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jmaja1 wrote:
I had quite a few problems with AVRDUDE and used AS instead for first flashing of Xmega, since I never got AVRDUDE to work with JTAGICE3 + PDI.
JTAGICE3 is in AVRDUDE 6.3

JTAGICE3 with version 3 firmware (via Atmel Studio or atfw.exe) has a USB HID capability which was added to AVRDUDE after 6.3


http://savannah.nongnu.org/forum/forum.php?forum_id=8461 (AVRDUDE 6.3 released)

http://www.atmel.com/webdoc/jtagice3/jtagice3.whats_new.html

http://svn.savannah.gnu.org/viewvc/avrdude/trunk/avrdude/ChangeLog-2016?revision=1393&view=markup

 

"Dare to be naïve." - Buckminster Fuller

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Works nicely although I would prefer to skip AS7, which is so slow and big (1 GB RAM). Are there command line tools like avrdude for programing?

You can skip AS7 for programming, but you can't avoid it for debugging. I searched for an alternative debugger tool, but I couldn't set it.

 

Continuous input sampling and IOBUS?? When is this necessary? This seems to work OK without it when you enable input (even for output like LED0)

if(REG_PORT_IN1&(LED0))

Is IOBUS a faster option?

 Yes, IOBUS should be faster. When you set the level of an output pin high, you really want to see it immediately on the scope. I understood this couldn't happen in certain circumstances, because of a complex bus where a lot of peripherals could communicate. To avoid this, use IOBUS feature. I usually enable it for all the pins.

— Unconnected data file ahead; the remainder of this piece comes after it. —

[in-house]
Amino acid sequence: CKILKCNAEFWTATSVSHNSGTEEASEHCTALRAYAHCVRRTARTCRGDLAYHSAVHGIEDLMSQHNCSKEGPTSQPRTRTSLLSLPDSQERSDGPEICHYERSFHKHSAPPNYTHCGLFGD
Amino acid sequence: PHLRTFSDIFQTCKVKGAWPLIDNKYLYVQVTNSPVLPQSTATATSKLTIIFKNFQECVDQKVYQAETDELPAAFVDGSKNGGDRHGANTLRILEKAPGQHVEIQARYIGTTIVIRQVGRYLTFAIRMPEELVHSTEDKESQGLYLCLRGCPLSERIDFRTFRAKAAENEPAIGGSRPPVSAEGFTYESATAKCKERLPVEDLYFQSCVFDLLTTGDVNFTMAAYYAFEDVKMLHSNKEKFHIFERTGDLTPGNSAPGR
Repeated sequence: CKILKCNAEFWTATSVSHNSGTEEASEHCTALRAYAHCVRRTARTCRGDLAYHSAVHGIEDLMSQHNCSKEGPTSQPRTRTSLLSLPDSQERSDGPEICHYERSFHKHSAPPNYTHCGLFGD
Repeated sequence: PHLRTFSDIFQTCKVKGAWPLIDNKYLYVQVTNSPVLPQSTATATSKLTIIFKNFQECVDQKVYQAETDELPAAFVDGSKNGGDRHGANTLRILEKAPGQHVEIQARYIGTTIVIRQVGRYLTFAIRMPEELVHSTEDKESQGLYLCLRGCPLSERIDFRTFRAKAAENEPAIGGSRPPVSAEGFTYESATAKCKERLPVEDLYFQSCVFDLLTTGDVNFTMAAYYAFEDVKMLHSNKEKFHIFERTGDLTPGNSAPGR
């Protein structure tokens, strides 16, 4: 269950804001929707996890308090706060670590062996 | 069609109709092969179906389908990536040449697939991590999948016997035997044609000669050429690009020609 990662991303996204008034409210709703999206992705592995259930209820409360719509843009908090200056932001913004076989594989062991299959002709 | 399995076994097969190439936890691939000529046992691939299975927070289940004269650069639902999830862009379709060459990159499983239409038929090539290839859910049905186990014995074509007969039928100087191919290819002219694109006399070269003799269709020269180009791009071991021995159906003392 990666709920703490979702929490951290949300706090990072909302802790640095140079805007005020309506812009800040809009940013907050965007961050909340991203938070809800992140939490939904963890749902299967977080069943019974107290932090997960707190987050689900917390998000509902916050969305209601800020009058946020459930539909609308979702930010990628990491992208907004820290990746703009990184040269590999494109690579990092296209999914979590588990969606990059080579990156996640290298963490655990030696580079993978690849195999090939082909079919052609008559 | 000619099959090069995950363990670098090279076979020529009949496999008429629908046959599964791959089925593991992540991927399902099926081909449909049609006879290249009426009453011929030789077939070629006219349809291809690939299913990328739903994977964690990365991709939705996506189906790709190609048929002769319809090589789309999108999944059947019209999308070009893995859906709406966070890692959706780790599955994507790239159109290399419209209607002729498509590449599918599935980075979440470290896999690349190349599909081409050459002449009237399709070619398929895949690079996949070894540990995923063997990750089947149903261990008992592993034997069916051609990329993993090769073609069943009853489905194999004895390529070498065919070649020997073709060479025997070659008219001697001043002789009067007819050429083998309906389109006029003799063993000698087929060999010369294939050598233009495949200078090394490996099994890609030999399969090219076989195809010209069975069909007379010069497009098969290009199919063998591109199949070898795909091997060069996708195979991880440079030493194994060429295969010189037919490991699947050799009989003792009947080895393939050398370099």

I haven't quite understood how the generic clock control register works.

 Some registers, such as GCLK->CLKCTRL, aren't normal registers. You see only one register, but you can configure many generic clocks with it. When you write to it, the ID field says which generic clock you are configuring (1 for WDT, 2 for RTC, and so on). So your second instruction doesn't really overwrite the previous value.

How are you using pin numbers? The function pin_get_group and pin_get_num suggested that you are using something not in the datasheet. E.g. for PB30 you would use 61?

In code you must use numbers to identify a single pin among many. I know datasheet uses PB30 and not 62 (it should be 62 and not 61), because of port/group aggregation. But in code is simpler to use integers. You can always defines pins as:

   #define PIN_PB30    62

and use PIN_PB30 in your functions. Anyway I didn't invent this method, I simple copied it from ASF.